Seoul - Samsung Electronics is open to forging an alliance
with Japan’s troubled Olympus, potentially joining other electronics firms in
circling one of the world’s biggest names in medical equipment, sources said.
Samsung’s major Japanese rivals, Sony and Panasonic, have
already shown interest in Olympus, now in need of capital after being swamped
by a $1.7bn accounting scandal over the past three months, sources in Tokyo
have told Reuters.
Olympus is best known for cameras but makes most of its
money in healthcare, dominating the market for gastro-intestinal endoscopes
which are seen as the kind of high-tech, profitable and stable business electronics firms would covet.
Samsung has ruled out any interest in Olympus’ loss-making
camera business, but a company source said on Thursday that it might consider
an alliance with Olympus in other areas.
“We are open to the possibility of an alliance with
Olympus,” the source with knowledge of the matter said on condition of
anonymity, without elaborating.
Earlier, the Asahi Shimbun newspaper reported that Olympus
was scouting out the electronics industry for a friendly investor to take a
minority stake in the company, and that Olympus had drawn up a short list of
five potential partners.
The daily, quoting unnamed sources, listed them as Samsung,
Sony, Panasonic, Japanese medical equipment firm Terumo, which already
has a small stake in Olympus, and endoscope rival Fujifilm Holdings.
Olympus turned almost overnight from a venerable blue chip
to an investor’s nightmare in October, when it fired its British chief
executive, Michael Woodford, who then went public with his concerns about the
firm’s dubious bookkeeping.
It has since lost about 40% of its share price - though it
has recovered from an 80% sell-off at one stage - and its management is
in disgrace after the firm was found to have hidden losses from investors for
Its plight is a potential opportunity for the electronics
industry, which has been pushing into healthcare.
A Samsung Electronics spokesperson said on Thursday it had
not received a detailed offer from Olympus regarding a tie-up.
Samsung has targeted healthcare for growth as it diversifies
away from businesses where it commands leading positions such as electric
components, cellphones and TVs. It has said it will aggressively pursue
investments and acquisitions in new areas such as healthcare and renewable
energy. Samsung Galaxy S3
In November, it bought US cardiac testing firm Nexus, its
second healthcare acquisition last year.
Olympus looks to raise up to $1.3bn - Asahi
The Asahi said Olympus planned to decide on a tie-up as soon
as next month and was looking to raise up to about ¥100bn in new equity,
although it was unclear if either Olympus or its major owners were in talks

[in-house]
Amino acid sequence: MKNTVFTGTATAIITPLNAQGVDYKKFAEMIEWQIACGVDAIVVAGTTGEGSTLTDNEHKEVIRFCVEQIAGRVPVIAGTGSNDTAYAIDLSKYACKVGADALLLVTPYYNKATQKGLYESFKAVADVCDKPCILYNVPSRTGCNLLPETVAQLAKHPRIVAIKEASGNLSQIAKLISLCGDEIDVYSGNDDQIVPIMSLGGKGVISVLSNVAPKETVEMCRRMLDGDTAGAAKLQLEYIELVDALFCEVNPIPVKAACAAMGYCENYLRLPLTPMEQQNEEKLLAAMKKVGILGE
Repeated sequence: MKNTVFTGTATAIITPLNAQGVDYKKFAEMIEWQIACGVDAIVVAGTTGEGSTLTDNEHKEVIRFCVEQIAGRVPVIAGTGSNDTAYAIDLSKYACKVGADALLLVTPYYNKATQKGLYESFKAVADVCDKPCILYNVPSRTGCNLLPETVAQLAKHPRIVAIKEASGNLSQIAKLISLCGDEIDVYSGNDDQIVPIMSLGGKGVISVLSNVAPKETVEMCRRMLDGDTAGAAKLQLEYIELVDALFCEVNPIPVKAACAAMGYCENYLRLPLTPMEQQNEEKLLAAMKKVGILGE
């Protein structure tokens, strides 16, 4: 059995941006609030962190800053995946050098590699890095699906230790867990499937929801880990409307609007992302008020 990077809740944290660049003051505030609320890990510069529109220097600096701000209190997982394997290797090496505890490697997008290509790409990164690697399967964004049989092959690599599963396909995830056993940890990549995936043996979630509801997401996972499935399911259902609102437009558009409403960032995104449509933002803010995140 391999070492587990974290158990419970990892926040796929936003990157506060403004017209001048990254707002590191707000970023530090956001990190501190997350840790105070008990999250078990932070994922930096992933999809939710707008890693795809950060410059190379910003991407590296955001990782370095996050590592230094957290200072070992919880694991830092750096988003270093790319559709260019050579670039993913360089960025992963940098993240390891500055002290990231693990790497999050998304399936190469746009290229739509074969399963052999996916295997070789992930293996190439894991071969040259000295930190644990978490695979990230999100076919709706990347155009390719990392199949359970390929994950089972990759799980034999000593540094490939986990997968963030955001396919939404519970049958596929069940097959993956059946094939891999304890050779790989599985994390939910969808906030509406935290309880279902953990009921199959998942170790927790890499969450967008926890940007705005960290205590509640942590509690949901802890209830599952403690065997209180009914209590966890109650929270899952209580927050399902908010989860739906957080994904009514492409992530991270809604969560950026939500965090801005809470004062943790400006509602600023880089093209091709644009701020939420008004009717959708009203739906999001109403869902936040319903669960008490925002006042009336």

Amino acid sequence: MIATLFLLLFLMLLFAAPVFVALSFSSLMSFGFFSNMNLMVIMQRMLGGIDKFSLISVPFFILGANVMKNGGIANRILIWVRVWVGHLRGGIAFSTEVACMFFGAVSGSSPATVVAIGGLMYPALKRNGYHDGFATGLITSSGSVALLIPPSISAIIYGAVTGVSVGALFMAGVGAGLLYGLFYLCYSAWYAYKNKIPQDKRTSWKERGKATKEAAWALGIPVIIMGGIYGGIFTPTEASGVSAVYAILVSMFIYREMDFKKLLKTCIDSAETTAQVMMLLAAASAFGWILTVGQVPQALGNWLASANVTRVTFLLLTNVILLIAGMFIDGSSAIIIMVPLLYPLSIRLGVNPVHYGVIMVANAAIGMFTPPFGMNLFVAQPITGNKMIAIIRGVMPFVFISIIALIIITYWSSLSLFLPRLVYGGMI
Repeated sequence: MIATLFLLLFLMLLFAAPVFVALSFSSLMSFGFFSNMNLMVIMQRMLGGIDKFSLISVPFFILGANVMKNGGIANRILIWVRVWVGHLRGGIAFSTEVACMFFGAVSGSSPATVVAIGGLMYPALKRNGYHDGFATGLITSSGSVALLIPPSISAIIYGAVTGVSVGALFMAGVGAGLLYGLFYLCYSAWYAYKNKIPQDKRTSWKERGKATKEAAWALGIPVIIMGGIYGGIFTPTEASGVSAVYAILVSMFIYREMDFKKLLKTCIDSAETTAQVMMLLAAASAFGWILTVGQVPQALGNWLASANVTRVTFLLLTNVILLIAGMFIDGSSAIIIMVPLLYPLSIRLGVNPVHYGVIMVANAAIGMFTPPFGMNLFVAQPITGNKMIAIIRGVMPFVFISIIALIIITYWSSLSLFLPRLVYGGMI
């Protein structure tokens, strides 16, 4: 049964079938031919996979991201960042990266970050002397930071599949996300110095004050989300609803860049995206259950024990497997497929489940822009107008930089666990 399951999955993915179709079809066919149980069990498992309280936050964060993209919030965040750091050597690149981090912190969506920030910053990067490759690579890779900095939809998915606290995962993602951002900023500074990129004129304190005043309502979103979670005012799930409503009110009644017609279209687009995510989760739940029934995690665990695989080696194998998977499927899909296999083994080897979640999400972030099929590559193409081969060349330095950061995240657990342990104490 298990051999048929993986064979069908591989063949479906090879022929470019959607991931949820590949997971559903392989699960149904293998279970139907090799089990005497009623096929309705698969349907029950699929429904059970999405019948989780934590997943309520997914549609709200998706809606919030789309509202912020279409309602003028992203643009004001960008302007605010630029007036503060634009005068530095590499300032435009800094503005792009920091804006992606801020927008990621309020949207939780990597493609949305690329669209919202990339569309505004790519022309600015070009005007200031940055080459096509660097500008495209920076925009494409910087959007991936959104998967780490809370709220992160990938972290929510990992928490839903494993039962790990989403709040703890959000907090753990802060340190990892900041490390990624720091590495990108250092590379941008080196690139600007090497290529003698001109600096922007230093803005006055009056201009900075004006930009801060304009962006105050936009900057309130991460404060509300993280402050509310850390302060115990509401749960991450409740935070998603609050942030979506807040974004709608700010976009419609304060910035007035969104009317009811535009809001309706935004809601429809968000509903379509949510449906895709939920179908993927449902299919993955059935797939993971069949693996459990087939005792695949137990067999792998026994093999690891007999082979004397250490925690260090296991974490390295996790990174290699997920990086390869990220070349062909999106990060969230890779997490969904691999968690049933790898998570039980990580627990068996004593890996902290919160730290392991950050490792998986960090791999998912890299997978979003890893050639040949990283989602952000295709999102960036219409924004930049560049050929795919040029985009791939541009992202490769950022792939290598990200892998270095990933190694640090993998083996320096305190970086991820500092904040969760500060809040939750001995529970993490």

with any of the short-listed five.
Olympus, responding to the Asahi report, said only that it
was considering various reform options and nothing was decided.
Sony, Panasonic and Fujifilm have already been examining the
scope and timing of a possible equity stake in Olympus, sources familiar with
the matter have said. All three firms are keen on the lucrative medical
Any Olympus-Fujifilm deal, however, would face tough
scrutiny from Japan’s anti-monopoly watchdog given the two would have a
combined market share of more than 80% in flexible diagnostic endoscopes, used
to look inside patients to check for intestinal cancers and other diseases.
The Asahi report sent shares in Olympus climbing as much as
6%, recovering further from the depths of a crisis.
The stock closed up 3.25% at ¥1 270, valuing Olympus at
Sony, Fujifilm and Terumo declined comment on Thursday,
though Sony boss Howard Stringer had said this week the Olympus situation was
still evolving and he could not comment.
“That situation isn’t far enough along for me to comment
on,” he told reporters at the Consumer Electronics Show in Las Vegas.
“We have a relationship with Olympus, have had a
relationship because we make components for Olympus. We haven’t marched forward
in that particular area. It’s a little confusing.”
A Panasonic official said on Thursday: “We are not
considering a capital tie-up at this point.”
Panasonic’s comment has failed to extinguish talk in Japan
that it might yet take a stake in Olympus, once the disgraced firm has finally
put the accounting scandal behind it.
Panasonic president Fumio Ohtsubo, also speaking at the Las
Vegas event earlier this week, had said: “The situation is unclear, so we
aren’t doing anything at this time.”
Having recently restated its accounts, Olympus is left
highly geared and in need of fresh capital. It remains under investigation by
police, prosecutors and regulators.
It is also in the extraordinary position of being run by a
board of directors of whom more than half are being sued by Olympus for
mismanagement. The current board, however, plans to resign and usher in a new
board by March or April.
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